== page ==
How A Loophole in the Bankruptcy Code is Forcing Colleges and Universities to Have Some Skin in the Game

By: Jacob Mezei

I. Introduction

Just because a college or university received a full tuition payment, that does not mean that that university will be able to keep all, or even some, of that payment. A loophole in §§ 544 and 548 of the Bankruptcy Code allows a trustee to claim “tuition payments that insolvent parents made for their children” from the university itself.[1] The possible effects of this loophole can have an enormous impact on the future of the individual student and/or the university as well. “If the student has not graduated yet, the university could suspend” her access to certain courses and prevent her from moving forward in her academic career until further payment is received.[2] However, payment would be impossible, as the debtor has already declared bankruptcy and is thus in no feasible position to make tuition payments. As a result, the student is left with one option: drop out of school.[3] The effect on the institution would simply be a loss in a tremendous sum of money, which would result in having to either cutback in administrative costs or spread the costs to incoming students.[4]

Although this loophole creates a host of problems, it brings to light the issue of student debt in America and the rising costs of tuition. Over the past thirty years, students in the United States have seen massive growth in the costs of tuition. With this rise in tuition came the expansion of “for profit” universities.[5] In short, the higher education sector has become a gold-mine industry, and business is booming. As tuition rises, and more and more students find themselves beneath mountains of debt, is it really a bad thing to force universities and colleges to have a little “skin in the game?” This Article will discuss the current Bankruptcy Code loophole and delve into the proposed solution, and finally analyze the risk sharing approach to maintaining manageable tuition rates.

II. The Bankruptcy Loophole

In July 2008, a father and mother co-signed a loan from JP Morgan Chase in the amount of $35,000 and placed the sum in an account to pay for their son’s tuition at Marquette University.[6] This loan money was used to pay Marquette a total of $21,527.00 for the 2008-2009 academic year.[7] In November 2008, both parents filed a joint Chapter 7 bankruptcy, and in February 2010, the appointed Trustee, Stuart Gold, filed a complaint and amended that complaint in June 2010 seeking to avoid “four transfers as fraudulent transfers, and recover them from the transferee, Marquette.”[8] The crux of trustee Gold’s complaint is grounded in § 548(a)(1)(B) of the Bankruptcy Code.[9]

Section 548(a)(1)(B) of the Bankruptcy Code mandates that “The Trustee may avoid any transfer . . . of an interest of the debtor in property . . . if the debtor voluntarily or involuntarily . . . received less than a reasonably equivalent value in exchange for such transfer.”[10] If the parents established a trust, then this provision would not be applicable because “if the debtor holds property in the form of a trust, and makes a pre-petition transfer of such property, the transfer is not subject to avoidance as a fraudulent transfer under Bankruptcy Code § 548.”[11] However, in In re Leonard, 454 B.R. 444, 446 (Bankr. E.D. Mich. 2011) the parents failed to establish that a trust was in existence, and on the motion for summary judgment the facts were viewed in a light most favorable to the Trustee.[12]

Thus, as the Trustee set forth in his complaint, if “each transfer was a transfer of property of the Debtors, made while the Debtors were insolvent, for which the Debtors did not receive reasonably equivalent value in exchange,” then the Trustee should be able to recover that transferred property under § 548.[13] This provision essentially allows the Trustee to re-claim the tuition payment made to the University itself.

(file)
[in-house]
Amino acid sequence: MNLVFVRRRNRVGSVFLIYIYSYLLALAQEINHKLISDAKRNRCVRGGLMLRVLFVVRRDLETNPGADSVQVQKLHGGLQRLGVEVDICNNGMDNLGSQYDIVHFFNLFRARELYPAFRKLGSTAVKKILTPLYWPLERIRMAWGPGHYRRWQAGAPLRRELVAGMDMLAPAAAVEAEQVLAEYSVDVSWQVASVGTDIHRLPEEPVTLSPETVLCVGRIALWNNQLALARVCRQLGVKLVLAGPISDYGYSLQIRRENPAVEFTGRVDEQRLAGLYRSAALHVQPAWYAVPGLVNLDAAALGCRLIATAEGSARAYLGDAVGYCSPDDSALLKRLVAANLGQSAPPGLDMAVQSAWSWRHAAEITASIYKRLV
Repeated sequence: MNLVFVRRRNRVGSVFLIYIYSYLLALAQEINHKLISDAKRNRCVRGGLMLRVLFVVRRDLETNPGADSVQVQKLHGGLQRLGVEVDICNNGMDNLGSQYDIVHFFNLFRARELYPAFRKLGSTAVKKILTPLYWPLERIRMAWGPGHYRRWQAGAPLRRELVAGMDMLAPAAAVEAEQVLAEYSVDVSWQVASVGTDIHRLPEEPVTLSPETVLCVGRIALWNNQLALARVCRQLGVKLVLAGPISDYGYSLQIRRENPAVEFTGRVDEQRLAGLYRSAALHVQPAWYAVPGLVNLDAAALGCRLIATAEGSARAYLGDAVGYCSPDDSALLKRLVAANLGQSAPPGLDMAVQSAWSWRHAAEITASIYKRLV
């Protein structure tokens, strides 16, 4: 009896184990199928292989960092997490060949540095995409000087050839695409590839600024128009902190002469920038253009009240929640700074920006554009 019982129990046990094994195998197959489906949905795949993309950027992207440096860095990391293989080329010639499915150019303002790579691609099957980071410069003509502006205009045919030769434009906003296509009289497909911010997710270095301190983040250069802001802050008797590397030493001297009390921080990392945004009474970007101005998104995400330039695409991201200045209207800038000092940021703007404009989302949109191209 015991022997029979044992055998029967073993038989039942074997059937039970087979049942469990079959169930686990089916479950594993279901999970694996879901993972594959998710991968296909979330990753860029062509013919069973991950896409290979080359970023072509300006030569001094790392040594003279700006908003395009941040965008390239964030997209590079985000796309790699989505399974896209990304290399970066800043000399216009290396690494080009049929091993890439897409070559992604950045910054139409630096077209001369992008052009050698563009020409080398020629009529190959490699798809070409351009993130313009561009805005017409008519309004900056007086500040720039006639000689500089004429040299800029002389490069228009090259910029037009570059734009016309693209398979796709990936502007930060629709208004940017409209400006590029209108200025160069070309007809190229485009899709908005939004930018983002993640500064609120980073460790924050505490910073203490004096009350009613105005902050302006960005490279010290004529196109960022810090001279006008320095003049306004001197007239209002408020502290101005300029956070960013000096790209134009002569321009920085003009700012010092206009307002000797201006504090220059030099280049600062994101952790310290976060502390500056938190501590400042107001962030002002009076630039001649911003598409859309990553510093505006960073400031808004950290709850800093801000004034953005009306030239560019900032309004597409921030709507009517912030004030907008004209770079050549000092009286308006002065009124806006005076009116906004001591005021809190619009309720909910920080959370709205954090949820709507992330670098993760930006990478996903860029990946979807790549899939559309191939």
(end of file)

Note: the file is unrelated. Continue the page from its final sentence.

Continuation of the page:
One might think that by paying for your child to receive a college education, you are essentially receiving “reasonably equivalent value” for the money paid in the form of certain intangible benefits.  This is precisely the argument that Marquette made to the Bankruptcy Court for the Eastern District of Michigan, but it failed.[14] The Court explained that the defendant would have the burden of proving that the “indirect benefit to the debtor/transferor is ‘concrete and quantifiable’” and further would have to actually quantify that benefit in order for that benefit to be deemed reasonably equivalent.[15]  This is an extremely difficult burden to prove, especially in the case of determining indirect benefits.[16] Lastly, as the Sixth Circuit held in Lisle v. John Wiley & Sons, Inc., the benefit received by the debtor/transferor, must be an “economic benefit . . . in order to be considered value.”[17] Although sending one’s child off to college is beneficial for the future of both the parents and the child, the benefit to the parents is indirect, not quantifiable, and usually not economic. Thus, under common bankruptcy law, when parents use a loan to pay for their child’s college tuition, those parents does not receive “reasonably equivalent value” in sending their child off to college.

The only instance in which this is not the case is when the child is younger than eighteen years old.[18] In In Re Akanmu, the Eastern District of New York explained that the key difference is a “legal obligation” for parents to afford their children proper primary, intermediate, and secondary education.[19] Because providing such an education is compulsory under the law, a parent receives “reasonably equivalent value” for sending his/her child to school pre-college.[20] The Eastern District of Michigan came to the same conclusion, drawing a distinction between cases in which the Trustee attempts to avoid transfer of tuition payments from insolvent parents to universities, and cases in which the Trustee attempts to avoid transfer of tuition from insolvent parents to mandatory K-12 schools.[21] In In Re Karolak the court held that “Mrs. Karolak did receive reasonably equivalent value in exchange for the tuition payments . . . [in the form of] grammar school education that Mrs. Karolak’s children received at Liggett.”[22] The court further explained that “Mrs. Karolak received an economic benefit that was concrete and quantifiable.”[23]

As it stands now, the law allows for trustees to “claw back college tuition” payments from universities under §548(a)(1)(B).[24] In fact, the number of cases is increasing steadily, and “a search of public filings, dating back to 2008, turned up at least 25 colleges that have been asked to return money in recent years.”[25]